Choosing the right photographer
Choosing the right photographer is harder than you think and requires some research and leg work on your part. But it is so important to get it right. These are your memories, the ones to be preserved long after the cake has been eaten, the dress stored away and the flowers have wilted.
Here’s some questions you should ask yourself before you commit.
I have broken it down into four headings which have been listed in no particular order. Of course they may be some other considerations but these should help as a starting point and key to making the right decision when hiring your photographer for your perfect day
As humans we tend to form initial decisions on what we like visually. Be it buying a new outfit, looking through holiday brochures or buying a new car. We make these decisions by visualising ourselves in those certain lifestyle situations, wearing that new dress on a special occasion, sipping cocktails on that particular sun drenched beach or siting behind the wheel of the little red sports car. Looking for your wedding photographer is no different. During your research you will discount those who’s visual style doesn’t appeal to you but that’s a good start as already you know, sort of, what you want.
There are a plethora of words out there that define a photographers style, not limited to: Photojournalism, Fine Art, Traditional, Classical, Modern. As many as there are art forms and like art it is all very subjective. As much as you may admire Van Gogh or Tracey Emin’s creative talents splashing out on a piece of their work to admire and adorn your walls for years to come may still not be right for you. Its the same when searching for your photographer.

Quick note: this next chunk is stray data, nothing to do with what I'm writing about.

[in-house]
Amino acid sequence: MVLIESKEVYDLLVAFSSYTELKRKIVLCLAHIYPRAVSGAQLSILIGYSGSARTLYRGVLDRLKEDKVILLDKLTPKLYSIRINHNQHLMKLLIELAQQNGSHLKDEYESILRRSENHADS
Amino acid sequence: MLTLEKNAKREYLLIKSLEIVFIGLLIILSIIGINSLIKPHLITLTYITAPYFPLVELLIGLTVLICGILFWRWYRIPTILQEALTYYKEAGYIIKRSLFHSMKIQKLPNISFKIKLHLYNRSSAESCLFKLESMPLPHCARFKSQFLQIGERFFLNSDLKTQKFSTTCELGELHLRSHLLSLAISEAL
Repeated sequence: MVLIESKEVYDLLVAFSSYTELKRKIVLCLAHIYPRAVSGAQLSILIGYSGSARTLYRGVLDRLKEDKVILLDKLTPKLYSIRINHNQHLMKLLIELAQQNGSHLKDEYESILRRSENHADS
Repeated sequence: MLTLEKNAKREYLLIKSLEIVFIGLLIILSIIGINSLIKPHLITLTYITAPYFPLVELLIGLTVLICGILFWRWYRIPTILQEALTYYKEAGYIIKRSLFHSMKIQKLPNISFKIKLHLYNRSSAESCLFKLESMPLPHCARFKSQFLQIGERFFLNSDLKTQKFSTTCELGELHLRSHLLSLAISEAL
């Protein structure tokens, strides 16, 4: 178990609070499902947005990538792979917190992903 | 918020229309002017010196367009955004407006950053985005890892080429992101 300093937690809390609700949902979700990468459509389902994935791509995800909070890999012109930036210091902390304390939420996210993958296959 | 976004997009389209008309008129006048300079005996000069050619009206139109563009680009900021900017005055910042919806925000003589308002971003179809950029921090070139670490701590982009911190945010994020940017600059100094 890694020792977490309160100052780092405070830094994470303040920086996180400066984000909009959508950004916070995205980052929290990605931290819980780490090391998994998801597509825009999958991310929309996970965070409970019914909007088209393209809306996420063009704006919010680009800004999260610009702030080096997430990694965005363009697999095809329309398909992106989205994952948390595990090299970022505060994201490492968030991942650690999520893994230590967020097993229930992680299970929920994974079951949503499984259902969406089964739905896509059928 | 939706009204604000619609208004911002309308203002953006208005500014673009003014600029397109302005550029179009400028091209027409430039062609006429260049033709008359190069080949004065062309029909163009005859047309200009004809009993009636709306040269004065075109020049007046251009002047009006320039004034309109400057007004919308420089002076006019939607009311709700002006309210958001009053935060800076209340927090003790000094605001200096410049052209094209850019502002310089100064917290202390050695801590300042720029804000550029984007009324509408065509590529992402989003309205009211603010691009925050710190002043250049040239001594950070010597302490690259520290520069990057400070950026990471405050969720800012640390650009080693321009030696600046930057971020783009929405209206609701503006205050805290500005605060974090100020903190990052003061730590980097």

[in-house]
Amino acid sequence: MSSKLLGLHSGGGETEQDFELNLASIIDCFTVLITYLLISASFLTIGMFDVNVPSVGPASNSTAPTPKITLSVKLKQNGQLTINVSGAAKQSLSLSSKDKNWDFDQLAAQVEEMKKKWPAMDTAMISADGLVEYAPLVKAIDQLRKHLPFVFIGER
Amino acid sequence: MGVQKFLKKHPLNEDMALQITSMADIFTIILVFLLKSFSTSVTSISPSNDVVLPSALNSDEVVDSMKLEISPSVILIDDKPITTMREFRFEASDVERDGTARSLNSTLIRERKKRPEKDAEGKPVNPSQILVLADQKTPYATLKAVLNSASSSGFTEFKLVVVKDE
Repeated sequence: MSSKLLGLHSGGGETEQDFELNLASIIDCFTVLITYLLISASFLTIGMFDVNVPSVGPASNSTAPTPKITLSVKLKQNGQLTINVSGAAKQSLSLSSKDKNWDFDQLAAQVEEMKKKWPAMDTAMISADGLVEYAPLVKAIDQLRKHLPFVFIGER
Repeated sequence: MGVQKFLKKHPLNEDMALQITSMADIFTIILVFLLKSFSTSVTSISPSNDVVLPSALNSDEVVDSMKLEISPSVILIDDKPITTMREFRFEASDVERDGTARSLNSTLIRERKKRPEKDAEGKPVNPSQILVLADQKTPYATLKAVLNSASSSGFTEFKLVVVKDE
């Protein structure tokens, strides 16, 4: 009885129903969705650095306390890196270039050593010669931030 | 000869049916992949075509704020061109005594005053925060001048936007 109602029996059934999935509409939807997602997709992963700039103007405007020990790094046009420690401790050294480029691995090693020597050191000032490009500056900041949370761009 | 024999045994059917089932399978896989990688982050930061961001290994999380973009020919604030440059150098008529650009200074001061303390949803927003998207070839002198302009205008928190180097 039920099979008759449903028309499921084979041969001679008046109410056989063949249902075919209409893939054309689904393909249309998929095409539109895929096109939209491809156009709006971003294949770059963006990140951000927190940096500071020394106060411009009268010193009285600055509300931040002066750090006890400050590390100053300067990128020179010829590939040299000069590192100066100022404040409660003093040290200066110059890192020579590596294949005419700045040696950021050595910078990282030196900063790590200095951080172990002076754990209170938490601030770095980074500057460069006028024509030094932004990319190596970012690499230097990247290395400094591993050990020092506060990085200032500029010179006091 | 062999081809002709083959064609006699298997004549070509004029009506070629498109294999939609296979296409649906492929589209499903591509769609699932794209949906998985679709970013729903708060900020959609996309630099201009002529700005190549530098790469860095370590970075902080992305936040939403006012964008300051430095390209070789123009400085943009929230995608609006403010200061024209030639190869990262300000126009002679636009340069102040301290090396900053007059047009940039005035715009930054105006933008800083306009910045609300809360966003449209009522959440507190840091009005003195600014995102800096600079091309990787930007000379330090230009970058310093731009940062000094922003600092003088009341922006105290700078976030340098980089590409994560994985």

Like the new dress or the new car, you should be able to visualise yourself inside the photographers work. If those images do not speak to you then your search has not ended. Most importantly the photographers style should match yours.
Being able to identify the style you like will allow you to narrow down your search.
Photojournalism: Where the photographer acts as an observer capturing your moments as they happen. Mostly candid shots, quite voyeuristic, “fly-on-the-wall” stuff.
Traditional: Where your photographer gives direction and set up semi-staged shots. Often clean and whimsical with a romantic feel.
Fine Art: Staged and strongly posed images, emphasis on individual/couple portraiture
Modern: Often urban street or rustic locational photography and wide angle imagery edited in muted tones with dark shadows and minimal highlights.
Or Fusion, a combination of two styles with an emphasis of one over the other. Photojournalistic with some Traditional or Modern with a dash of Photojournalism.